Gluten Free Sugar Cookies

Star-Shaped Gluten Free Sugar Cookie with White Icing

The holidays are fast approaching. So our NeuroTrition elves have been busy in the kitchen, recreating one of Santa’s favourite cookies…the sugar cookie. These sugar cookies definitely make the *nice* list with their memory boosting, brain-friendly, inflammation-fighting ingredients. There are no naughty ingredients here. Not only will your littles love helping you make and decorate these, they'll also benefit from the blood-sugar balancing ingredients we've included in this recipe. Translation: these cookies can help prevent the sugar overload and kiddo meltdowns that can come with the holiday season.

And if you didn’t think these cookies could get any better…they are gluten-free, nut-free and delicious. You are probably wondering how in Santa’s name we created such a magical cookie, keep reading to find out!

We used coconut sugar instead of refined white sugar. What is the difference you may ask? Coconut sugar has a slightly different molecular structure than refined sugar. It has important brain-boosting trace minerals such as potassium, magnesium, and iron, whereas refined sugar has no minerals.

Calorically speaking, coconut sugar and table sugar both have approx. 4 calories per gram. But because of the trace minerals and different structure of coconut sugar, it has a lower glycemic index (approx. half of table sugar). Glycemic index (GI) is a measurement used to determine how consumption of sugar affects blood sugar levels. The higher the GI number, the faster the sugar is broken down by the body and consequently the larger the spike in blood sugar levels (a.k.a. blood sugar rush). And we all know whatever goes up, must come down and that is when we experience a blood sugar crash and the resulting anxiety, depression, irritability, and mood swings that go along with it.

We used grass-fed butter because it contains inflammation-busting CLA fat and a higher proportion of healthy, unsaturated fats than regular butter. Grass-fed butter is a good source of vitamin A and the antioxidant beta carotene. Both these nutrients play an important role in reducing inflammation. This is important, because inflammation of the brain is correlated to cognitive decline, increased risk of dementia and depression. And since Vitamin A is fat-soluble, the fat in the grass-fed butter improves the absorption of vitamin A.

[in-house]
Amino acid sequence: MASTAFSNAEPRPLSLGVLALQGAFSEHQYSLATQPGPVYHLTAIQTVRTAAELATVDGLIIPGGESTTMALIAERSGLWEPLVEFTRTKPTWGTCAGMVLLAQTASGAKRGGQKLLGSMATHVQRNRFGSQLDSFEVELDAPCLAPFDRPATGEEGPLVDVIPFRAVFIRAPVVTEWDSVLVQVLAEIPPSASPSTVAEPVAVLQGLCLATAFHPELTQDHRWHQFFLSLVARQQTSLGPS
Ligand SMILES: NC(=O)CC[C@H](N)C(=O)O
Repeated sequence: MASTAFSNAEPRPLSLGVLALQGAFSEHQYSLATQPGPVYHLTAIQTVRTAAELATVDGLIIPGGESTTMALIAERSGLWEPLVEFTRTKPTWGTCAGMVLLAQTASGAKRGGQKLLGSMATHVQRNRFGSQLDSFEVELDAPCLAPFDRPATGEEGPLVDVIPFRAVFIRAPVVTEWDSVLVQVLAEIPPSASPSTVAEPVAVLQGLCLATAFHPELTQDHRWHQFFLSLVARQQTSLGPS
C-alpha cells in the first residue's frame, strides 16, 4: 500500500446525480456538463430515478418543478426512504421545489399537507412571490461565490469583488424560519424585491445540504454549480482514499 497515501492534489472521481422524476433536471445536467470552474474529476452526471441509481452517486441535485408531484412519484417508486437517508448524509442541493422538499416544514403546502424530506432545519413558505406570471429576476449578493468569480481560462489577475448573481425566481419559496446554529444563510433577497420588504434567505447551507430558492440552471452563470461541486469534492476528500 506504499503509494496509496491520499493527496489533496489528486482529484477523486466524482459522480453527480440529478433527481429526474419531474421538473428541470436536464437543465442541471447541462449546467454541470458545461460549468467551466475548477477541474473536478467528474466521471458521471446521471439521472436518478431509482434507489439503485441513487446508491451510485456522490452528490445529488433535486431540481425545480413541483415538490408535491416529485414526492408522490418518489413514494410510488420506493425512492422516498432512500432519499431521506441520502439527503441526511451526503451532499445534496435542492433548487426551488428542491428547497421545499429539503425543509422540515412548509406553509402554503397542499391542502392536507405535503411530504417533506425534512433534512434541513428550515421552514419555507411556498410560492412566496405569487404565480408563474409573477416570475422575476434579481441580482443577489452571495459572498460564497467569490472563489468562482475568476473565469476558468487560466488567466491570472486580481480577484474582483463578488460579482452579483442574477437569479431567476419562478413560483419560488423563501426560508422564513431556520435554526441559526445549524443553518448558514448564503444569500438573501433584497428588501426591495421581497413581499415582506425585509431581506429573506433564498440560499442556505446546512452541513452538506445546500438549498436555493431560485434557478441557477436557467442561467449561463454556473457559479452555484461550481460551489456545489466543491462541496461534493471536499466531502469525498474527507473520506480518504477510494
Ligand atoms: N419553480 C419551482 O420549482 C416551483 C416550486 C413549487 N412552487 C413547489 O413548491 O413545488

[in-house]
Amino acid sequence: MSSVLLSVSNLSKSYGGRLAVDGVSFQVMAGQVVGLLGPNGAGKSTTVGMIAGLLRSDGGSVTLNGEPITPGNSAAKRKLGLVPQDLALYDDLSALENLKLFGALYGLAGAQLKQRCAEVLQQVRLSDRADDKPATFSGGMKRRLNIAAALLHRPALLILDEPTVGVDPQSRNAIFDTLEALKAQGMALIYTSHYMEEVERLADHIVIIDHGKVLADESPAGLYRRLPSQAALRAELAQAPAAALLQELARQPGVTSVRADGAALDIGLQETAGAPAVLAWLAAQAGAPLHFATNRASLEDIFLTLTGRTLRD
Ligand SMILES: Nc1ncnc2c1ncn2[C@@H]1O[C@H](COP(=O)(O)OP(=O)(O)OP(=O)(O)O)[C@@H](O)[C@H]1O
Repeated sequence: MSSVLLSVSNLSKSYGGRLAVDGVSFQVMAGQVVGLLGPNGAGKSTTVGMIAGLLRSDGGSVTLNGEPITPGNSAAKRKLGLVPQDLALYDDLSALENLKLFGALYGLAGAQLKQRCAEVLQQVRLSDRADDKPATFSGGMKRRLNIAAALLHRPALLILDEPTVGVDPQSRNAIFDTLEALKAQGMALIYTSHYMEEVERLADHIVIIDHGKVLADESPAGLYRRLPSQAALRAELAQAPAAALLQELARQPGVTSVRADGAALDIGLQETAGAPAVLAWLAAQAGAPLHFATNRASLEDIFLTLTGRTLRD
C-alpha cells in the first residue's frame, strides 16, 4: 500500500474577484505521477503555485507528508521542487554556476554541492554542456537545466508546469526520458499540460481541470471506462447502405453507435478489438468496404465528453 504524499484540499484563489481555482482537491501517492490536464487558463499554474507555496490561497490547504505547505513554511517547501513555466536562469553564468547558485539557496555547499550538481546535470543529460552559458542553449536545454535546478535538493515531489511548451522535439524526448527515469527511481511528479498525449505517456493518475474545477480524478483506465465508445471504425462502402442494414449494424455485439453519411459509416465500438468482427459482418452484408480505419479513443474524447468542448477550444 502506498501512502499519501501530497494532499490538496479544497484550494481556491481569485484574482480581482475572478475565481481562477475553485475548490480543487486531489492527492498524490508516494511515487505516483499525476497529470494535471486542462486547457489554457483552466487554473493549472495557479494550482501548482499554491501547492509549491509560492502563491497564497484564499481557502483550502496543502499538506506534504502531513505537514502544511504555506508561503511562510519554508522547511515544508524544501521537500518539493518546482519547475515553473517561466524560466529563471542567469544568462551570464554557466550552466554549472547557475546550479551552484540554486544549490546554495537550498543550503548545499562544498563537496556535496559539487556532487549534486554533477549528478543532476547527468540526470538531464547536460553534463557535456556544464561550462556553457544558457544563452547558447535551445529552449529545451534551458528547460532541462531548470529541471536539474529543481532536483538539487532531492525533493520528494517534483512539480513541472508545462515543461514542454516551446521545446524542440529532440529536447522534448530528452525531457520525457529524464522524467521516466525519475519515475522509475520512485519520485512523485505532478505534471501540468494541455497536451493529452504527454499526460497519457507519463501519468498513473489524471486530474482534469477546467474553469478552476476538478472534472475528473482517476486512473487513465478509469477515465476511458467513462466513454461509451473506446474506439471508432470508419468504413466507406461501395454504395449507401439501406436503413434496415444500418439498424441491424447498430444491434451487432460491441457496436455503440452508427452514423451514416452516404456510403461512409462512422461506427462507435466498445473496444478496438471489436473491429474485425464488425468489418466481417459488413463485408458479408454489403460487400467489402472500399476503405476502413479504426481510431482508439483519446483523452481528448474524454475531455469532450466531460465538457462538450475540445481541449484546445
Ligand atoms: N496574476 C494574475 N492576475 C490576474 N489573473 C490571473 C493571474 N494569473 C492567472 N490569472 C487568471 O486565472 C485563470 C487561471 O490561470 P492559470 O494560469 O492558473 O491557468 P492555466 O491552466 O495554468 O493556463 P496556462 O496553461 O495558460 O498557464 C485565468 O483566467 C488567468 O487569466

Free-range eggs contain choline and lecithin. These are key nutrients for memory, which is exactly what Santa (and myself) need during this busy time of year. Be sure to check out the recipe notes, where we have included some great dye-free options for colouring the icing!

These cookies will be a holiday hit for all your family and friends…just be sure to save 1 or 2 for Mr. Claus!

Gluten Free Sugar Cookies
Yield: 12 large cookies
Prep: 15 minutes
Cooking: 12 minutes


  • 2 1/2 cups Bob’s Red Mill Gluten Free Flour 1 to 1
  • 2 free range eggs
  • 1 cup coconut sugar
  • 3/4 cup softened salted grass-fed butter
  • 2 tsp vanilla
  • 1 tsp baking powder


  • 1 cup sugar-free powdered monk fruit sweetener
  • 2 Tbsp unsweetened dairy free milk of choice

Cookie Method:

  1. Preheat oven to 325F.
  2. In a bowl, whisk together the flour and baking powder.
  3. In a mixer, cream together the butter and sugar until light and fluffy.
  4. Add the egg and vanilla and mix until fully combined.
  5. Gradually add the flour mixture until the dough comes together.